For some time now, a lot has been said about the properties of omegas in different areas of our body: brain, heart, skin, etc. We have spoken with Arnau Vilas, member of the technical department of Vitae, researcher of agri-food technology, PhD in food science and specialist in sea buckthorn about the importance of omegas and how to introduce them into our daily lives.
- What are omegas and what benefits do they have for our body?
Omega-3s are unsaturated fatty acids. These can be monounsaturated or polyunsaturated. The omega nomenclature tells us where the unsaturations begin in the acid’s carbon chain, thus being able to differentiate three large groups of “omegas”: Ω -9, Ω -6 and Ω -3, although there are also other omegas, such as Ω – 7. The most relevant at a nutritional level are Ω-6 and Ω-3 since they are considered essential fatty acids. This means that humans cannot synthesize them and therefore we have to ingest them through our diet. Although the omega terminology is used for all types of fatty acids that contain some unsaturation, they are normally associated with those essential fatty acids that, for the most part, contain two or more unsaturations. That is, they are polyunsaturated fatty acids.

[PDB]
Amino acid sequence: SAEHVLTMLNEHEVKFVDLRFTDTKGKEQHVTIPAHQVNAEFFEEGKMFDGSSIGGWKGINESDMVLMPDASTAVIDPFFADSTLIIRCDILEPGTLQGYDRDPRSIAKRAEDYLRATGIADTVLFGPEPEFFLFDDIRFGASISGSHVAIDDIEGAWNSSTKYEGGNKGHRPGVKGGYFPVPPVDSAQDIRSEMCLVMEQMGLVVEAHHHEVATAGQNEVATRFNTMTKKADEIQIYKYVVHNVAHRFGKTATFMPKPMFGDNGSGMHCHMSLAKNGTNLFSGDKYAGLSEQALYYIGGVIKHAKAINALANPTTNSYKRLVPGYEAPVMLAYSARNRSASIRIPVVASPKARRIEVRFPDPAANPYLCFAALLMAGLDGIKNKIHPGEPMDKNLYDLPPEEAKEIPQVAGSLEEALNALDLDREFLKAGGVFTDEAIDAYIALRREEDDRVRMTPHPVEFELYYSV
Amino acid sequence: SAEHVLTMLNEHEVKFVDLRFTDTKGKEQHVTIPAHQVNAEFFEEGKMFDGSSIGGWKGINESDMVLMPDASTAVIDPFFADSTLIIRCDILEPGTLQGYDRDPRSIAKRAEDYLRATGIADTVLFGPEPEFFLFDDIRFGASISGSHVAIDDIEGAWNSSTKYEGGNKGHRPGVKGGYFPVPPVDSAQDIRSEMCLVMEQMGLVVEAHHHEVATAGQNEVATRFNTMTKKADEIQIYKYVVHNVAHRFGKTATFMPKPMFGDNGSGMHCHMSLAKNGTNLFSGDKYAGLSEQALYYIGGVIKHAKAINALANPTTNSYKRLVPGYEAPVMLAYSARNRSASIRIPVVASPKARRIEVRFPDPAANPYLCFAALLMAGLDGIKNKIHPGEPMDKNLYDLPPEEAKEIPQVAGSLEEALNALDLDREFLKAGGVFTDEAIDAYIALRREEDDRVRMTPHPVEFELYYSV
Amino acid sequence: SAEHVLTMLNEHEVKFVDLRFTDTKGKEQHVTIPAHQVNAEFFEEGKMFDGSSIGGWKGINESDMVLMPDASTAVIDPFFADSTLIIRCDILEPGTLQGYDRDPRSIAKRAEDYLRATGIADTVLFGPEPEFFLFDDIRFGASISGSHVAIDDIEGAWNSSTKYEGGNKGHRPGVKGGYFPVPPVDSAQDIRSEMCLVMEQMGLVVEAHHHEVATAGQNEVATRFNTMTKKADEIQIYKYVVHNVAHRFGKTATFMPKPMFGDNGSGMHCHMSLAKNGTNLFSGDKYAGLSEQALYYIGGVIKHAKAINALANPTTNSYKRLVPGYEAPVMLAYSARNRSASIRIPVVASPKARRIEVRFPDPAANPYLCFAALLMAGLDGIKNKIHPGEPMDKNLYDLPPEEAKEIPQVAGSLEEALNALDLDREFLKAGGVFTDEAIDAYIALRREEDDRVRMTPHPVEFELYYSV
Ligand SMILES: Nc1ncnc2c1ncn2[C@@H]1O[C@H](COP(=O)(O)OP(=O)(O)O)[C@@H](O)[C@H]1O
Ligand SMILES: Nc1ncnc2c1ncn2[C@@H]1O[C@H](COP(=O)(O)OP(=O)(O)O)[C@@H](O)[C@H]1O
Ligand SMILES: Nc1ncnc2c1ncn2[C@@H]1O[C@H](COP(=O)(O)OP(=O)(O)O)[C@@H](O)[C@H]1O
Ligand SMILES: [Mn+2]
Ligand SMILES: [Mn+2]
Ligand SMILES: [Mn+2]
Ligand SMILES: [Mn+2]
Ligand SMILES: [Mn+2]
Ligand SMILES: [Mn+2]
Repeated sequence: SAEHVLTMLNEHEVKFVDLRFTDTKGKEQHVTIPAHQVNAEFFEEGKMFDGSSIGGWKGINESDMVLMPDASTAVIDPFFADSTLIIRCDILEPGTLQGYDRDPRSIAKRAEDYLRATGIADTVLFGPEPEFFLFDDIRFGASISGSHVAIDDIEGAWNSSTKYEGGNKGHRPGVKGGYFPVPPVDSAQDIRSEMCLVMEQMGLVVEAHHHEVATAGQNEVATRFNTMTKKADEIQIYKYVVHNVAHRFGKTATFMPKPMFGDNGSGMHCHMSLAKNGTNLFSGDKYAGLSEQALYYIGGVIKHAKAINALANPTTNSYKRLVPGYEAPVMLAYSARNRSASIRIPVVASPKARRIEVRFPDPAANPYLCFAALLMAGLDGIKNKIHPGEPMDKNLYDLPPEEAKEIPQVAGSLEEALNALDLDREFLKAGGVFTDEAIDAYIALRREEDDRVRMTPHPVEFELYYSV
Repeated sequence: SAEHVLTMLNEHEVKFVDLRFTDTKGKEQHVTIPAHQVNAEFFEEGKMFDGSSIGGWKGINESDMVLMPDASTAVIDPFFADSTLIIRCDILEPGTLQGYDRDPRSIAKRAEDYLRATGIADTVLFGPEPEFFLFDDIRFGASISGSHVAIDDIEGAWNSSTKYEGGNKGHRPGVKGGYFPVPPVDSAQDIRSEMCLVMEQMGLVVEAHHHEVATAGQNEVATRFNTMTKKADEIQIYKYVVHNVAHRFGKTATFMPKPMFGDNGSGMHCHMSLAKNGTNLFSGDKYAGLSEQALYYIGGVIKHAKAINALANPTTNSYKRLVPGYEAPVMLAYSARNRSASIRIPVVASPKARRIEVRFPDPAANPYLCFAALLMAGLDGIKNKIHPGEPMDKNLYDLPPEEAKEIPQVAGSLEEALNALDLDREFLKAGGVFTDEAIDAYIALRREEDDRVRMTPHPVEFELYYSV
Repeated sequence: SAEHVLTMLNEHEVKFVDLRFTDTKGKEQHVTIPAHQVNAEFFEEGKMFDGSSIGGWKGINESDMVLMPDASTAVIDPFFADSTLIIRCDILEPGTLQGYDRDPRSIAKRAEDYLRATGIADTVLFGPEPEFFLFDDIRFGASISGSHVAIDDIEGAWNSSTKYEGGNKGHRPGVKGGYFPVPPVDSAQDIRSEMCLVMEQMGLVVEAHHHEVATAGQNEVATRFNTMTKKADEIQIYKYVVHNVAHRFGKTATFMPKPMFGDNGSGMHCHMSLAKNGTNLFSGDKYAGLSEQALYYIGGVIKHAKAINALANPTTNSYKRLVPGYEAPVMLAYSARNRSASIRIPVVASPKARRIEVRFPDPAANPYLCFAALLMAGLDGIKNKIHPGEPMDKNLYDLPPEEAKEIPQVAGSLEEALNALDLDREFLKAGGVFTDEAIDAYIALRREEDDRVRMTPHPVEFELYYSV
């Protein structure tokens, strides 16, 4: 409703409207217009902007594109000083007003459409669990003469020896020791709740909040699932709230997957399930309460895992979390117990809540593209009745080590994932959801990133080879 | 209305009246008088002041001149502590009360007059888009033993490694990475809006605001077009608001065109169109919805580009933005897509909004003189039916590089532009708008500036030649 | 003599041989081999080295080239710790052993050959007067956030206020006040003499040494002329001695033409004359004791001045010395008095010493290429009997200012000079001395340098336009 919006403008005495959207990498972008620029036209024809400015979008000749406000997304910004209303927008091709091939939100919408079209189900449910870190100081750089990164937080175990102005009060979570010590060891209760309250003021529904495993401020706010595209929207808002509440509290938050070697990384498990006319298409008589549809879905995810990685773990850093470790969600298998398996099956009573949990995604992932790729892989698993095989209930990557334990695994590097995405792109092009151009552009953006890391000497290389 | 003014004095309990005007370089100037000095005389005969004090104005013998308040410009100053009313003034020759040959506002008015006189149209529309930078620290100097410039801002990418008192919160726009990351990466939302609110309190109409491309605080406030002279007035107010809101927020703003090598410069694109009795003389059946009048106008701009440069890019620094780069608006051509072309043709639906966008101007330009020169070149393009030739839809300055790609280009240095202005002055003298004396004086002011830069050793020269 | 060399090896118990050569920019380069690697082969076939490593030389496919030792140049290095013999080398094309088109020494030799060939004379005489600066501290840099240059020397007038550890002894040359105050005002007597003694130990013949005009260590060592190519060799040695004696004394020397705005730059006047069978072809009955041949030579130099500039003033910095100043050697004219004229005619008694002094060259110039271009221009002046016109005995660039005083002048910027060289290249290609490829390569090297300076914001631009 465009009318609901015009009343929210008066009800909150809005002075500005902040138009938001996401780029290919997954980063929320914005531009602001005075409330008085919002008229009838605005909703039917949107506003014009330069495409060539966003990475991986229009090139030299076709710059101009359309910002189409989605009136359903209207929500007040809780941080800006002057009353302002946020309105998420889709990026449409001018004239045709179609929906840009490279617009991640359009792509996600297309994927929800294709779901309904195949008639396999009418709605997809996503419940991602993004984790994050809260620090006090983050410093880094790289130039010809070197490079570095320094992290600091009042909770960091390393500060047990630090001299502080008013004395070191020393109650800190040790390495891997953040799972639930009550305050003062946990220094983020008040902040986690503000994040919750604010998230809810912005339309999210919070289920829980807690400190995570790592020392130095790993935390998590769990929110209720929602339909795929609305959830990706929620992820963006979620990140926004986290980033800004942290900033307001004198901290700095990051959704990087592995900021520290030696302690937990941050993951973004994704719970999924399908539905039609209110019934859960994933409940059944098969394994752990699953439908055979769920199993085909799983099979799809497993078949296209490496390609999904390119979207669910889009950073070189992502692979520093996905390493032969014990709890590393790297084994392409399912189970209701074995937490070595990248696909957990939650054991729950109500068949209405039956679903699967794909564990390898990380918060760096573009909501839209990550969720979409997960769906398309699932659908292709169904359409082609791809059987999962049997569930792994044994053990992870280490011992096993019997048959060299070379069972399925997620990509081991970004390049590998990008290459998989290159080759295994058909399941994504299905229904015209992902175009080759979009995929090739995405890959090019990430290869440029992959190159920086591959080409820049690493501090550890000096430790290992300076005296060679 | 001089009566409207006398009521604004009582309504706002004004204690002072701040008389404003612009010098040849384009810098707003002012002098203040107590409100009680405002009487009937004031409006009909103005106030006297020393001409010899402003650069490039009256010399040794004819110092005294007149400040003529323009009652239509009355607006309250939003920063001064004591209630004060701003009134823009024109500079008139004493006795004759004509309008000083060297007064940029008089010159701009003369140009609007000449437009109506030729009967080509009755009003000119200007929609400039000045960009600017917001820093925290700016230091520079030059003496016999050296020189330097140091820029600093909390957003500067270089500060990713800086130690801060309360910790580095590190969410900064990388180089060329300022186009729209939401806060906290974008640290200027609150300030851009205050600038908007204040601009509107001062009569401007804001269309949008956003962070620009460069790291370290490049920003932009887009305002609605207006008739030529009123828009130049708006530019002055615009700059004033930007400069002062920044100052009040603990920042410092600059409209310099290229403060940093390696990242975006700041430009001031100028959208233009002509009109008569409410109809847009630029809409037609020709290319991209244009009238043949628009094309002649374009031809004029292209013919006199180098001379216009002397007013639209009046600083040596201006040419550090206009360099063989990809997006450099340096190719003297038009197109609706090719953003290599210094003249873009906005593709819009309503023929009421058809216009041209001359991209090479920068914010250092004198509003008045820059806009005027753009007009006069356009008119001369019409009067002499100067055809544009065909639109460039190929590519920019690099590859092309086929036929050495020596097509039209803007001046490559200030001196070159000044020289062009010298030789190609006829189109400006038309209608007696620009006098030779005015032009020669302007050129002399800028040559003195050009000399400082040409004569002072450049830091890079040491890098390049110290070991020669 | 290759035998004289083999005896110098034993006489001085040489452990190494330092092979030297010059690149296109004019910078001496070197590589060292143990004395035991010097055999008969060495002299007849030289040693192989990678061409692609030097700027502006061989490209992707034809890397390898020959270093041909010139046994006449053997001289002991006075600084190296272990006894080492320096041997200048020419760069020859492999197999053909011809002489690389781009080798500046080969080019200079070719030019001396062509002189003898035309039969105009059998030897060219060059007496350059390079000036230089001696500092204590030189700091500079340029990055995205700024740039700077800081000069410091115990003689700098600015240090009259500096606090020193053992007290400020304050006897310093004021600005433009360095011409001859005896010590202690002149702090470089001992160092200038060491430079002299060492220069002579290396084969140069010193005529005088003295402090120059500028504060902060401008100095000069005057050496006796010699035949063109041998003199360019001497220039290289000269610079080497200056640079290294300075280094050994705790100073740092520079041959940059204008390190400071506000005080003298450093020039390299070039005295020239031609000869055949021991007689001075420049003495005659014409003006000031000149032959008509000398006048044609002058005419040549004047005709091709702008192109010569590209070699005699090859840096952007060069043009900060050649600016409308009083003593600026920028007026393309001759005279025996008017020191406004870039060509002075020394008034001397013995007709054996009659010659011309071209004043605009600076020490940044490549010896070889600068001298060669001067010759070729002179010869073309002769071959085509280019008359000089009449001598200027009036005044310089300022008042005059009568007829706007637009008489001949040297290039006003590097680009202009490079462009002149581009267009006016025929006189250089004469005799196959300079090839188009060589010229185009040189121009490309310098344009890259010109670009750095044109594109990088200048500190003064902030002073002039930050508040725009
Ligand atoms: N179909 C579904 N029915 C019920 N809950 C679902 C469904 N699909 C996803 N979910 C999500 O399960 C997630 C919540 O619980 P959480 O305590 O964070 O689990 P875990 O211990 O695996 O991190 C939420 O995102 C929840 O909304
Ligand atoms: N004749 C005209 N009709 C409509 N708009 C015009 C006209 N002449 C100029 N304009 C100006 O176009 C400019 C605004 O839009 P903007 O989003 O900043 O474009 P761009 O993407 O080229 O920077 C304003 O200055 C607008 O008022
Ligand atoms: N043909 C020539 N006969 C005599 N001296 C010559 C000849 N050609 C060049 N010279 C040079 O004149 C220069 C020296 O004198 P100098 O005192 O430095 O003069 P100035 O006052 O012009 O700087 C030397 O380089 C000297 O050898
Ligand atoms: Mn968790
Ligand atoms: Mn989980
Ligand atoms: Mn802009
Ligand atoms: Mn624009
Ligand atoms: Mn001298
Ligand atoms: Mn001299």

Even so, there are some fatty acids (omegas), such as docosahexaenoic (DHA) or docosapentaenoic (DPA) that can be synthesized from linoleic and linolenic fatty acids (both also omegas), respectively, once we ingest them through our diet. It is important to mention that we have to ingest them because they fulfill different important roles in our body.
Essential fatty acids play their role in different ways, but for the most part, they play an important role in the structure of cell membranes, specifically as part of the phospholipids found there. Due to their high degree of unsaturation (we mostly speak of polyunsaturated, as I have already mentioned), these fatty acids provide great fluidity to membranes, which is essential for membrane proteins to have the mobility they require for their functions (for example ion channels, receptors, enzymes …). In nervous tissue, especially in the formation of the brain, this fluidity is very important.
But there are other roles in which they also play an important role. Arachidonic acid (AA, Ω-6) is known to be an important precursor of prostaglandins, lipid molecules relevant to cell signaling. They participate in blood regulation processes, inflammatory processes, reproductive system regulation processes or platelet aggregation processes, among others.